In late 18th-century England, spinning machines that could rapidly produce vast amounts of yarn, powered by water wheels, were introduced to the manufacturing world. The advent of these spinners, along with power looms, led to large factories being built around the textile industry, with huge steam engines soon replacing water wheels, all of which became part of the Industrial Revolution.
Today, the term "industrial" has evolved to describe an aesthetic element: industrial crafts and jewelry, industrial music, and even industrial chic home design. Now the Kadoya Gallery is giving it a new platform in a juried photography exhibit opening Friday.
industrial is the brainchild of curator Kellie Cason O'Connor, who wanted to pay homage to Pueblo's steelworking roots. "We have the steel mill here," O'Connor, 42, says by phone. "I really wanted to put something together that reflected that.
"It's a very broad topic. There are industrial buildings and art and music. We just put one word out there so artists can be artists and interpret it themselves."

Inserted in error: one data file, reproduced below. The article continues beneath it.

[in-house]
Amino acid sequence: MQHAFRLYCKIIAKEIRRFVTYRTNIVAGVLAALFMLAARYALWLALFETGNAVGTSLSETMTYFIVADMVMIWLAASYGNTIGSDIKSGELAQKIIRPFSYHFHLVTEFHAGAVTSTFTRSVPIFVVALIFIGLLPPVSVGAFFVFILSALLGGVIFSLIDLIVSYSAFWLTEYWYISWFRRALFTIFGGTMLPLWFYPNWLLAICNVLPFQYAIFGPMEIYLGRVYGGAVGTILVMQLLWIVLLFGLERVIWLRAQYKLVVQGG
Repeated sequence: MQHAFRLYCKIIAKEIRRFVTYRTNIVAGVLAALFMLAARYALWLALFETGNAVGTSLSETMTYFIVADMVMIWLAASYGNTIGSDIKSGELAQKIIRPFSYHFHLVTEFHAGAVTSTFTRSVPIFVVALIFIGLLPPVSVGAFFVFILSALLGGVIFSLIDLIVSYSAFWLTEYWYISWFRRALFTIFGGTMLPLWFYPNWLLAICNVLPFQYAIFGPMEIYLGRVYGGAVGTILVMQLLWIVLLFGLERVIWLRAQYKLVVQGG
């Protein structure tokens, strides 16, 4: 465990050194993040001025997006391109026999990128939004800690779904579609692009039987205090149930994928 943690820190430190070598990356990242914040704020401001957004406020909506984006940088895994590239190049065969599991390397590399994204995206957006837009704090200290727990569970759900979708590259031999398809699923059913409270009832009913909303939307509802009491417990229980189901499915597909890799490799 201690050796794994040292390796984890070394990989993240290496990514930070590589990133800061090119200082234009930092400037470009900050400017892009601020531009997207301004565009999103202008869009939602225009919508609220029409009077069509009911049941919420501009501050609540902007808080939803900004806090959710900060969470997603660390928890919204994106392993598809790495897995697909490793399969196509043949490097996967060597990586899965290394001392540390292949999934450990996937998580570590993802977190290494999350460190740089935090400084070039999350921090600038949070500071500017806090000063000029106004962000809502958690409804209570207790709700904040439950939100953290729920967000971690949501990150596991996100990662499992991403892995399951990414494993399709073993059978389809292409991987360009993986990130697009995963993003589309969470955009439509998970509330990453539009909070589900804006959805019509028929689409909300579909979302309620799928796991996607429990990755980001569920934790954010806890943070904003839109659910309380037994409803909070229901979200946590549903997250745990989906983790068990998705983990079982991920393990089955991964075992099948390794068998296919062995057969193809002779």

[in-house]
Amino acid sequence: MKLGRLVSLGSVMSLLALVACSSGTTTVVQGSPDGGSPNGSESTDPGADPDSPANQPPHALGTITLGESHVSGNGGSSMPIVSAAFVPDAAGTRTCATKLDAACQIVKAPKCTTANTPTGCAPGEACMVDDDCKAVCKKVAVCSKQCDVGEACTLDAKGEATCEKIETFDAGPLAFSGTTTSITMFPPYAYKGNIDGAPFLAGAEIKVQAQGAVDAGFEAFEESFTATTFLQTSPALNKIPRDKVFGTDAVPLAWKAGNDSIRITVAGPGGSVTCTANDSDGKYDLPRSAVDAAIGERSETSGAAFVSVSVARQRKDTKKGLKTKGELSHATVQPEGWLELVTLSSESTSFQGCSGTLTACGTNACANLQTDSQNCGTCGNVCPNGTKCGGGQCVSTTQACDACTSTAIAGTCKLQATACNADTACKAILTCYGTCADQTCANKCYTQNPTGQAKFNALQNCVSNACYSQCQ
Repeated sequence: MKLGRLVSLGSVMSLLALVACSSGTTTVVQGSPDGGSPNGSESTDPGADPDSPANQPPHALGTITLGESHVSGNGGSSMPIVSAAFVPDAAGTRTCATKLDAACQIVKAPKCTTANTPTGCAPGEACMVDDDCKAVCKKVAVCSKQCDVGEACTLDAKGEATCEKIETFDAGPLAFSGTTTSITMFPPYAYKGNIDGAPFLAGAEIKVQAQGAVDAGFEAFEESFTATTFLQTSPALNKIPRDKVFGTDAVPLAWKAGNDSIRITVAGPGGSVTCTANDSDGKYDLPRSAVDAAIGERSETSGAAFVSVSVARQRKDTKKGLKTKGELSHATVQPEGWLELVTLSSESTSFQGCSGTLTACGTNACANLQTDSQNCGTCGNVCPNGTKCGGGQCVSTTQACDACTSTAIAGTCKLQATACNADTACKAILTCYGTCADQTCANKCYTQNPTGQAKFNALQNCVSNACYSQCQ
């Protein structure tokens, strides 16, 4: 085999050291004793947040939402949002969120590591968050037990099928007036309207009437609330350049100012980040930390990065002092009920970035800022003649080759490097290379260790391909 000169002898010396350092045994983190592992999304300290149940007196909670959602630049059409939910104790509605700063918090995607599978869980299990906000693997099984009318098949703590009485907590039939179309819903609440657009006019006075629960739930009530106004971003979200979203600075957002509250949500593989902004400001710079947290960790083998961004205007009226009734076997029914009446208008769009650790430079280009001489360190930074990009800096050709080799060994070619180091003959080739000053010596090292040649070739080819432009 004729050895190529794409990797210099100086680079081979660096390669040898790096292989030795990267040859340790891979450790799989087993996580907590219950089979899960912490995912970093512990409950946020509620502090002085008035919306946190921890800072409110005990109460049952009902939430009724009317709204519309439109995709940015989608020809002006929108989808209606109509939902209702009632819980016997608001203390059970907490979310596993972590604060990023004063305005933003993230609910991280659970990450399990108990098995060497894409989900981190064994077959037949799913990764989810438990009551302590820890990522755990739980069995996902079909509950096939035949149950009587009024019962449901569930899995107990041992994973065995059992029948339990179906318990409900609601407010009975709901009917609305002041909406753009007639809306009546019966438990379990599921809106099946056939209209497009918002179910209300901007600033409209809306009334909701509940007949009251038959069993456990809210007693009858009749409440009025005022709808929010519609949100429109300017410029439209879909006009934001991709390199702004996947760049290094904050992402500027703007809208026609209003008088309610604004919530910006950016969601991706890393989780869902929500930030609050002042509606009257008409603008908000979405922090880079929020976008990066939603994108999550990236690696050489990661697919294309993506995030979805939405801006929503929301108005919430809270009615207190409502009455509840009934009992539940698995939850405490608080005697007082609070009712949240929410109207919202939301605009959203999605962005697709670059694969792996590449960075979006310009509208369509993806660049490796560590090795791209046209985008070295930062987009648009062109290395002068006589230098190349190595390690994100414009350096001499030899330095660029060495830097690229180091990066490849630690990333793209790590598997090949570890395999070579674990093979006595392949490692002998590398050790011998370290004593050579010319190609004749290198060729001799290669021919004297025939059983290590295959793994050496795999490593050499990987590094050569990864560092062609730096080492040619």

Out of 154 entries, only 25 pieces from 19 artists were chosen to be exhibited by O'Connor and fellow juror Jason Landry. Entries came from across the country and as far away as Ireland and Japan. Though only a handful will be displayed, the remainder of the entries will be featured in a catalog and Kadoya's online gallery.
Landry, 41, is not just O'Connor's friend, but an authority on art photography. He's a published author and owner of the Panopticon Gallery in Boston, which counts among its clients the Museum of Fine Arts, Boston; the Museum of Modern Art; and the Smithsonian.
Landry shares his perspective on photography as an artform by offering a quote from contemporary great Chuck Close: "Photography is the easiest medium with which to be merely competent. Almost anybody can be competent. It's the hardest medium in which to have some sort of personal vision and to have a signature style."
And as if Landry's résumé isn't credible enough, he is also the son of a steelworker. "I have a personal connection with the word 'industrial'; it makes me think of steel," he says. "And when I think of steel, I think of strength."
O'Connor hopes that this exhibit will catapult Kadoya toward expanding its real estate, adding a gallery specifically dedicated to photography, yet at this moment no space has been secured.
The costumes were amazing and added to the brilliant production.
The striking colors and textures are reminiscent of Southern Colorado and New Mexico. Lovely work.